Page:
1. Boston Celtics Enes Kanter Standing Up Against Antisemitism

At the end of December 2019, five people were wounded in an antisemitic stabbing attack at a Hanukkah celebration in a rabbi’s home in Monsey, New York. The rabbi, who was gravely injured in the machete assault, passed away a few months later. This incident took place after several antisemitic attacks on the Jewish population in Monsey in the span of a few weeks.

Boston Celtics center Enes Kanter posted a Twitter message that expressed support for the Jewish community. The 27-year-old Turkish NBA player, who is Muslim, tweeted, “America has no place for hate. Our Jewish sisters and brothers should not be living in fear. #Antisemitism will NOT be tolerated.” Enes Kanter has spoken at many events about genocide education and fighting antisemitism. In January 2020, he surprised participants by showing up at AJC New England’s Holocaust Remembrance Day event, hosted by the Consulate General of Israel to New England, Boston University’s Elie Wiesel Center for Jewish Studies, and Boston University’s program in Genocide and Human Rights Studies, sharing brief personal remarks about the need to remember the Holocaust. “Standing up against antisemitism is a duty for all of us,” said Kanter, “I’m here to support my brothers and sisters […] I am humbled and honored to be part of this important event, […] It’s everybody’s fight. I’m a Muslim person coming here to give my support.”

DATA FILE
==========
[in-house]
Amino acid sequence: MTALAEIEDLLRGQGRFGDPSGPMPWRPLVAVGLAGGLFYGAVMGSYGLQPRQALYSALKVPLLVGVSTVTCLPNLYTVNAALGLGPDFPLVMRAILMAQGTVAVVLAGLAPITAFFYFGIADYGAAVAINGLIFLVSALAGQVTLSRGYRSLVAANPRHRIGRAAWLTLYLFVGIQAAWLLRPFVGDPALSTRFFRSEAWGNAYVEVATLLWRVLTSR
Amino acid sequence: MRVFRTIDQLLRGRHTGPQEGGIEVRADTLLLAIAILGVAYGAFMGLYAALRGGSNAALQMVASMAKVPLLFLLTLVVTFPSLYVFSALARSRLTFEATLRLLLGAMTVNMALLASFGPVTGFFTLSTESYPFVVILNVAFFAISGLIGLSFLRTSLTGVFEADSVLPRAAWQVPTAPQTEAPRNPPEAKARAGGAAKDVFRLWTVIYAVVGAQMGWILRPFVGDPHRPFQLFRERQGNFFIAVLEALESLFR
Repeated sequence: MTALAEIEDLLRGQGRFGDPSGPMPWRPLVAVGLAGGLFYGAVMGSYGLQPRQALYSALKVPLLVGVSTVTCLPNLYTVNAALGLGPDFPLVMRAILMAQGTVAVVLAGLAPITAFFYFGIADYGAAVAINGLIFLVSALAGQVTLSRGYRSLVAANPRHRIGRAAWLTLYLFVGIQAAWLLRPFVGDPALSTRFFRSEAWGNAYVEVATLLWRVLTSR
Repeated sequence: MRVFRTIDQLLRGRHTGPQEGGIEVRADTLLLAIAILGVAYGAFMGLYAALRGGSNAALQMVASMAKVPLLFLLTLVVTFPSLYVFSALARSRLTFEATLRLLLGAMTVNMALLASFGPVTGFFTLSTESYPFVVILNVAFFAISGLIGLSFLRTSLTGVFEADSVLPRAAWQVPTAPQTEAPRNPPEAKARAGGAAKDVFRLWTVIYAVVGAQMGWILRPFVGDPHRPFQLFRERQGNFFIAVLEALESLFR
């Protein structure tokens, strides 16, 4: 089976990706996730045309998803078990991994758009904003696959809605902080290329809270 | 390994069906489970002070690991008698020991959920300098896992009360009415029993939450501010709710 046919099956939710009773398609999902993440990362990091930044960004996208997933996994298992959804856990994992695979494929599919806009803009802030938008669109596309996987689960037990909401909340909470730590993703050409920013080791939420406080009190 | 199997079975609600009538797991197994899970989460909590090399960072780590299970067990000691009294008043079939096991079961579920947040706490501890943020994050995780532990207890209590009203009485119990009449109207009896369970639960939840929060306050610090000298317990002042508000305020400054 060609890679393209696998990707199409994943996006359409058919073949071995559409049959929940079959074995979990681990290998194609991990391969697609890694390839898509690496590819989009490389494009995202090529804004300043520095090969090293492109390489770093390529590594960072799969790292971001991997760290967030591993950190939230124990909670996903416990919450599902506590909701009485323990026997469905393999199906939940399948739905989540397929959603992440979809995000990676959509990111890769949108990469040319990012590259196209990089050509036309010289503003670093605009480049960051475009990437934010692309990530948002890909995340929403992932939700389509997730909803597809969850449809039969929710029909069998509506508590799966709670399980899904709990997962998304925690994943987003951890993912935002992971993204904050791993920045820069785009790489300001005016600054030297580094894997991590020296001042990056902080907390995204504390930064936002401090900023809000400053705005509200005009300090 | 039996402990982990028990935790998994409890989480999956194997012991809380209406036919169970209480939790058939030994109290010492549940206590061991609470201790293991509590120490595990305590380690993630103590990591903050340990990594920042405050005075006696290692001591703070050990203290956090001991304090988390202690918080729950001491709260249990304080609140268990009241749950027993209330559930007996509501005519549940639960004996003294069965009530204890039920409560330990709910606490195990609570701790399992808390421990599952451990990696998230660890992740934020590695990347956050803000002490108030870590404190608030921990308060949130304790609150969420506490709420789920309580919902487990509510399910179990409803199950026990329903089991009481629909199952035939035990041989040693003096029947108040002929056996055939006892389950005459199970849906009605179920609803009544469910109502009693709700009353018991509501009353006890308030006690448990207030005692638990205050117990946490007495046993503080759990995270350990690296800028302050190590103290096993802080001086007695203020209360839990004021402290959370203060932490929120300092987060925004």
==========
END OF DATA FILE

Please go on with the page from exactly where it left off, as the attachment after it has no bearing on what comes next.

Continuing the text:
1. Soccer Team FC Bayern Munich’s Commitment to Rebuilding German-Jewish Relations

When Hitler came to power, FC Bayern Munich, which was the biggest sports club in Germany and one of the biggest football clubs in the world at the time, was denounced because the Club president and head coach were both Jewish. Kurt Landauer, president of FC Bayern Munich, and the head coach were forced to resign. Landauer was imprisoned in the Dachau concentration camp in 1938. Because he was a decorated German soldier from World War I, he was released from the camp and escaped to Switzerland.

In 2018, in a joint effort to advance German-Jewish relations, AJC and FC Bayern hosted a screening in New York of A Life for Football, a film about Kurt Landauer, along with a panel discussion featuring the Consul General of Germany and Anthony E. Meyer, Co-Chair of the AJC Berlin Ramer Institute, to discuss the role of both FC Bayern and AJC in rebuilding the German-Jewish community in the aftermath of World War II and combating antisemitism.

More recently, FC Bayern soccer player Leon Goretzka has been outspoken about the difficulty of opposing right-wing politics in Germany and explained that as a professional footballer, he has the ability to express his beliefs in a way that perhaps other occupations cannot. In February 2020, Goretzka visited the Dachau concentration camp and published four photos from the memorial on his day off from training and wrote: “#NieWieder #NeverForget #Dachau.”

  1.  Halle Pro Sports Clubs Unite Against Antisemitism, Racism and Violence

On October 9, 2019, a heavily armed gunman with a live-streaming head camera tried to storm a synagogue in Halle, Germany, as congregants observed the holy day of Yom Kippur. Foiled by a locked door, he killed two people outside and wounded two others. The Halle assailant recorded himself in a 35-minute video of shooting, mayhem, and hateful language. The far-right extremist denied the Holocaust, denounced feminists and immigrants, and then declared: “The root of all these problems is the Jew.”

After the synagogue shooting, the four largest sports clubs in the city came together for a campaign of solidarity and determination. The Saale Bulls (ice hockey), the Gisa Lions SV (women’s basketball), the Wildcats (women’s handball), and the third-division soccer team Hallescher FC called for “a common action against violence, racism, and antisemitism.” They held a rally against antisemitism and racism, gathering behind a banner that read, “Together against violence, racism and antisemitism” and put together a fund for the victims’ families.